Healthcare Fraud can take multiple forms. The quintessential Healthcare Fraud schemes include fraudulent billing for services not provided, billing for services provided but were not medically necessary, and services purposefully billed at a higher level than appropriate.
While Healthcare Fraud typically involves a monetary impact, it could also have non-monetary impacts. For instance, patients may be treated with services or products that are unnecessary or even harmful.
To help CMS, the General Accounting Office (GAO) issues a document each year called the “Fraud Risk Framework,” or a similar title. This comprehensive anti-fraud tool is available to CMS to combat fraud in a strategic, rigorous way.
The concepts of fraud and “fraud risk” are separate and distinct. Fraud is the act involving deception that, once found, can be criminally or civilly prosecuted. “Fraud risk,” on the other hand, is the chance that someone might commit fraud if the right circumstances are present. Those circumstances are:
- Motive to commit fraud
- Opportunity to engage in fraudulent activity
- Ability to rationalize the fraudulent behavior
In fact, existence of those three factors (motive, opportunity, and ability to rationalize behavior) is called “fraud triangle.” In other words, people who are not otherwise driven to commit fraud will do so under the right circumstances, i.e., when the “fraud triangle” exists.
While instances of actual Healthcare Fraud demonstrates that a fraud risk exists, a fraud risk may still exist even if the fraud has yet to be identified or has not yet occurred. Suspicious billing patterns or program complexities could feed into the creation of a fraud triangle, that may suggest risk of fraud.
With knowledge of the fraud triangle, the GAO created the Fraud Risk Framework applicable to all agencies.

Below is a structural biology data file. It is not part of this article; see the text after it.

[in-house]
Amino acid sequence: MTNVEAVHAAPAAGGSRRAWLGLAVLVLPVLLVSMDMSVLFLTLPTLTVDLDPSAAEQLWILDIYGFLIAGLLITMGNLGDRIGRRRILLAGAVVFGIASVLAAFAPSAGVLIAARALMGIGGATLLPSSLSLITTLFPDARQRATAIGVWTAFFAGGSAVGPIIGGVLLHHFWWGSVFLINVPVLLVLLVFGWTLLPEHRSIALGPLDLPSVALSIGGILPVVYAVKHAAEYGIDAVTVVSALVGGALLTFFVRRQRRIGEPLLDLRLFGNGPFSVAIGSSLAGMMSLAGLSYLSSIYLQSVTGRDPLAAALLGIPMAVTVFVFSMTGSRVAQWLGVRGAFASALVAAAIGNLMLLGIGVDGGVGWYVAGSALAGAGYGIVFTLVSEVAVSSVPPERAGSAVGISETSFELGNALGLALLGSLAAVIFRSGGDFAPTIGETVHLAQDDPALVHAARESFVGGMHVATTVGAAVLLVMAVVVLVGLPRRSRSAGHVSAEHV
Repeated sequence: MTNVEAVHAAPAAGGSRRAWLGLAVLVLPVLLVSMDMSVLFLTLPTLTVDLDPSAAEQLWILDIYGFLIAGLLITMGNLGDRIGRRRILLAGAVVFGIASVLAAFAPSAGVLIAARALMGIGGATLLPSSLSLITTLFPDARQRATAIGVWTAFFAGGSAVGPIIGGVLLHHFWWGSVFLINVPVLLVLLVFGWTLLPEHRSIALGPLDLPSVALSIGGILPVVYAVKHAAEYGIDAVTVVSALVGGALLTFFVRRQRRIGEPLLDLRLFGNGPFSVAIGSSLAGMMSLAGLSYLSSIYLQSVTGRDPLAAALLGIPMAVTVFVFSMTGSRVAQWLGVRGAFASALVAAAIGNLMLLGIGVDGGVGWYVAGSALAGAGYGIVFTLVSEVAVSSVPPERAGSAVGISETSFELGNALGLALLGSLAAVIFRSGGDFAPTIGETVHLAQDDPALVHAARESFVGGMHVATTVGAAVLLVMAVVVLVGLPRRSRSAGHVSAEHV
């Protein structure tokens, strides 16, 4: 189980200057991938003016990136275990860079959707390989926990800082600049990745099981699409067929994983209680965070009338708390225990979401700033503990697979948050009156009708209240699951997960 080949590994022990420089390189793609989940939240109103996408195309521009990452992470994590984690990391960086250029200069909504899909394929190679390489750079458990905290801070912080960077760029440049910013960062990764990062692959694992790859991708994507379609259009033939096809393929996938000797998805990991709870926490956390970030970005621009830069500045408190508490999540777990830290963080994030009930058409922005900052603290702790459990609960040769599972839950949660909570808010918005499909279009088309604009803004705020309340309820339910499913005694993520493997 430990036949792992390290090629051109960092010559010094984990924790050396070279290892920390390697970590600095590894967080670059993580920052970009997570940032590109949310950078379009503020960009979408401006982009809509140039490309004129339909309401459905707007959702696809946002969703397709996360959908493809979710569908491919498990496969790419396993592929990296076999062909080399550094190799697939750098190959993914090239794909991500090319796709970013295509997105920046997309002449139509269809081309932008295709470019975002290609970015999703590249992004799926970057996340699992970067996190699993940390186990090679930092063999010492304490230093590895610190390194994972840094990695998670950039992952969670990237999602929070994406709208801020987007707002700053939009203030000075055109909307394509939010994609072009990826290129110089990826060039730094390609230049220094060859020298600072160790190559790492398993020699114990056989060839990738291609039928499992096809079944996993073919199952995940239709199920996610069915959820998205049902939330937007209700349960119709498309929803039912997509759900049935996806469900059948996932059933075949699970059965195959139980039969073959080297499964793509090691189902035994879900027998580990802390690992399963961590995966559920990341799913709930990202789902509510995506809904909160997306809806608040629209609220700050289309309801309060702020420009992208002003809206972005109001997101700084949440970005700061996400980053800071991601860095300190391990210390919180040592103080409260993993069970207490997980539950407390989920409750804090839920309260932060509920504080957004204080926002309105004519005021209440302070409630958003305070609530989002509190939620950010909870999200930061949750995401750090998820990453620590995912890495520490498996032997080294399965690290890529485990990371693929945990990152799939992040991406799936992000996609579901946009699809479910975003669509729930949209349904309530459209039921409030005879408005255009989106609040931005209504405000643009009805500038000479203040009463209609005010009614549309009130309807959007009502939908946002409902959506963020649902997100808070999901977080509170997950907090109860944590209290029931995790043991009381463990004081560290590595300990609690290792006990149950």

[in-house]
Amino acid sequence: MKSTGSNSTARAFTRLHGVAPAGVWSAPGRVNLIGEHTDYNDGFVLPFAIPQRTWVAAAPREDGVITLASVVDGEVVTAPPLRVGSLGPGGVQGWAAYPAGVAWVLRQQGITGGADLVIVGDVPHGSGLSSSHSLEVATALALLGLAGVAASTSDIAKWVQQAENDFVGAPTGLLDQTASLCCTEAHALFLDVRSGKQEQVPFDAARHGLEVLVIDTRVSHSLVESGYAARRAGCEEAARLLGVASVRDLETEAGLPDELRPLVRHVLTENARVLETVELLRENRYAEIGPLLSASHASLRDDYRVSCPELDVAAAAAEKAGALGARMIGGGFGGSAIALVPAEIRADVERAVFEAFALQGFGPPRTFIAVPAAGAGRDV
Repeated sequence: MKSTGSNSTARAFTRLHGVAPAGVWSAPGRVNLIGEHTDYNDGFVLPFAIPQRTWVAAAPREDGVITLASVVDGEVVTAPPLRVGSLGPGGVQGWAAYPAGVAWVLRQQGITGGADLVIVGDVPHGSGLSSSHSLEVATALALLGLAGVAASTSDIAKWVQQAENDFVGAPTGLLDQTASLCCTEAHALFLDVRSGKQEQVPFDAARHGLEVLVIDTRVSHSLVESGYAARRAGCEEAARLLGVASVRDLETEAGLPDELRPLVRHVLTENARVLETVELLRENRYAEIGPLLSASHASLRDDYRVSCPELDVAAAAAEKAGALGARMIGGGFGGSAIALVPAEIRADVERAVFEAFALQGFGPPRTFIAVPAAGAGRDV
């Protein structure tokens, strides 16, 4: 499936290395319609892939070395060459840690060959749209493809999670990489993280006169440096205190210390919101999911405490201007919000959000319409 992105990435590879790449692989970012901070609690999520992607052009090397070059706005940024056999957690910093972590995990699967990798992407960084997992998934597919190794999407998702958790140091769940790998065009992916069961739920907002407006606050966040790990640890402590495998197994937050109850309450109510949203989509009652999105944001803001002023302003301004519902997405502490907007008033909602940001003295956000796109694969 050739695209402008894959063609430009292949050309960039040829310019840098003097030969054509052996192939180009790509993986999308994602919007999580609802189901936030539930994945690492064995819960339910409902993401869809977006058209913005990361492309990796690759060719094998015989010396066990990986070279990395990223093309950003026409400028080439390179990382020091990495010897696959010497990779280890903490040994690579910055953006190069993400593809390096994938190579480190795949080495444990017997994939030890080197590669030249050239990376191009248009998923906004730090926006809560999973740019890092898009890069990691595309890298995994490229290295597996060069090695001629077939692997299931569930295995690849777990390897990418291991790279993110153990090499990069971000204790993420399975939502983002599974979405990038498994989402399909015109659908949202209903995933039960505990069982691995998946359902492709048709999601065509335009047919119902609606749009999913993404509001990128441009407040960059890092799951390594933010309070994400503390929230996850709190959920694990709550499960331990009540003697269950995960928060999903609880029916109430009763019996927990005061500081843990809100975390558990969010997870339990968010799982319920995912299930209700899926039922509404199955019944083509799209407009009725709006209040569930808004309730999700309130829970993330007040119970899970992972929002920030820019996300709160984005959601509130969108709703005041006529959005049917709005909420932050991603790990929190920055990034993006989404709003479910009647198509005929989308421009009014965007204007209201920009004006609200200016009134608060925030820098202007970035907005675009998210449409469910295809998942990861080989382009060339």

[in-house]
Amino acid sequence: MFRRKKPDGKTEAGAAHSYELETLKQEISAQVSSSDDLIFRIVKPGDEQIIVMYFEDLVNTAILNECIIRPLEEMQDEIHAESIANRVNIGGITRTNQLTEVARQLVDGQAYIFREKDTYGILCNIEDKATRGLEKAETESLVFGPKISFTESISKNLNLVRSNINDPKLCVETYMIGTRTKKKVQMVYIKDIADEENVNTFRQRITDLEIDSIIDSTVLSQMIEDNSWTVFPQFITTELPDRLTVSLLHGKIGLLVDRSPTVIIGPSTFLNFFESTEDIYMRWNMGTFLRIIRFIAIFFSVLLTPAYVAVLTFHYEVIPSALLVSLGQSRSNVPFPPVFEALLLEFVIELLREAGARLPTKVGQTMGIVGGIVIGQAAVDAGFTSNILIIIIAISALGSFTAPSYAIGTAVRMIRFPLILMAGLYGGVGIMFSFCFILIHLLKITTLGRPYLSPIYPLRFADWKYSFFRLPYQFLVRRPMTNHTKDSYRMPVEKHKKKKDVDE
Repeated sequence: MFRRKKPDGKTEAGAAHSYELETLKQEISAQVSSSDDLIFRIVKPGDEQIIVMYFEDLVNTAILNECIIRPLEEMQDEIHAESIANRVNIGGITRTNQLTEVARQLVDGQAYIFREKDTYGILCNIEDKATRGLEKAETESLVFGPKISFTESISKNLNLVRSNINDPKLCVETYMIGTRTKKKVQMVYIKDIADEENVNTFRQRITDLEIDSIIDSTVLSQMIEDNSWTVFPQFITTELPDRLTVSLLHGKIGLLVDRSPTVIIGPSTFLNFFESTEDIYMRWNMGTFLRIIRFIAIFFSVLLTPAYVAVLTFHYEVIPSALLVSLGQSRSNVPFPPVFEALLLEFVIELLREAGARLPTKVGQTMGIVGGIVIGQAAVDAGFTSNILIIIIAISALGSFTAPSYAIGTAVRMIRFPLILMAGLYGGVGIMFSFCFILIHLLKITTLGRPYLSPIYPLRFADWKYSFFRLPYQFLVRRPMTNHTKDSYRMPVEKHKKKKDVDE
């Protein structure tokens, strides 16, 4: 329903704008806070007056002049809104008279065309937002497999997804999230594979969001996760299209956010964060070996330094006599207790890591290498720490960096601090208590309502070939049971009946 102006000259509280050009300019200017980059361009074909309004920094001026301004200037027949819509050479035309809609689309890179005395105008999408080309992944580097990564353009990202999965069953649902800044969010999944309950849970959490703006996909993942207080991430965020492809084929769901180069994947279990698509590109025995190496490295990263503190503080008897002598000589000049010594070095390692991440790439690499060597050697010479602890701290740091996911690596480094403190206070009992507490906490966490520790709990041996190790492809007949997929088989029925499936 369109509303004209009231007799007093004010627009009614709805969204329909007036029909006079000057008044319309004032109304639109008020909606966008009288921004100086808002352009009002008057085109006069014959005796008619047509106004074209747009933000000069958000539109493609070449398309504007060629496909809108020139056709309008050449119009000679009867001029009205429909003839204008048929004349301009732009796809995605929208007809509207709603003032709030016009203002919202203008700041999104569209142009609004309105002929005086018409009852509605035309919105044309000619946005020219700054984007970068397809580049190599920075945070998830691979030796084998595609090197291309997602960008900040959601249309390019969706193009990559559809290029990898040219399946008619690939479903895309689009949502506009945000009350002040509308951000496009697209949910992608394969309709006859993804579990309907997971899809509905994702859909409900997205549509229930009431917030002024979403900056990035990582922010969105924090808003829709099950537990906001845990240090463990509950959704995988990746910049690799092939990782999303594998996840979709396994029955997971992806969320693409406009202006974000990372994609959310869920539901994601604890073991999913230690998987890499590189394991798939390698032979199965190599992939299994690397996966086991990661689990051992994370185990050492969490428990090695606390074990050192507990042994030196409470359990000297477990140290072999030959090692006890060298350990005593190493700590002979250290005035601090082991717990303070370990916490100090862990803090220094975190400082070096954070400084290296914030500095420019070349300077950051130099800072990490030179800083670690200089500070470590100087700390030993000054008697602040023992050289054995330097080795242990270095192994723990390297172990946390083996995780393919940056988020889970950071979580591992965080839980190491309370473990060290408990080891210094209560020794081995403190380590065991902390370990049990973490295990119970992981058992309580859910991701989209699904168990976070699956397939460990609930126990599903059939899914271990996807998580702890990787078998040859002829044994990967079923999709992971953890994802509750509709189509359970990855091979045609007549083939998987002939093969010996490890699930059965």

The Fraud Risk Framework calls on executive branch agencies, like CMS, to first commit to the goal of combatting fraud. Because of the massive amount of taxpayer dollars that go into Medicare and Medicaid, it is not hard to get organizational buy-in on the notion that combatting Medicare Fraud and Medicaid Fraud is a top priority.
Second, an organization should put processes in place that will assess the risk of fraud. For CMS, the GAO framework would call on the agency to use the data at its disposal to identify all risks of fraud, and then prioritize which fraudulent activities require the most attention.
Third, the “design and implement” component requires the agency to create and document a tangible anti-fraud strategy, using the risk profile identified in the second “assess” phase. That is what the GAO means by a “risk-based” anti-fraud strategy. In a relatively recent report, the GAO concluded that CMS has not developed a risk-based anti-fraud strategy, and it should do so.
Fourth and finally, an agency should evaluate outcomes of the anti-fraud strategy and adapt the strategy as needed in order to improve fraud prevention methods. The GAO has found that CMS does have a monitoring and evaluation system in place to satisfy this fourth component of the Fraud Risk Framework. However, those evaluation systems are not effective unless CMS has designed a risk-based anti-fraud strategy to begin with.
In sum, the GAO’s Fraud Risk Framework provides a practical, comprehensive approach to tackle Medicare Fraud and Medicaid Fraud. Thus, one hopes that CMS and HHS-OIG hew closer to the Framework as they do their jobs to preserve our tax dollars.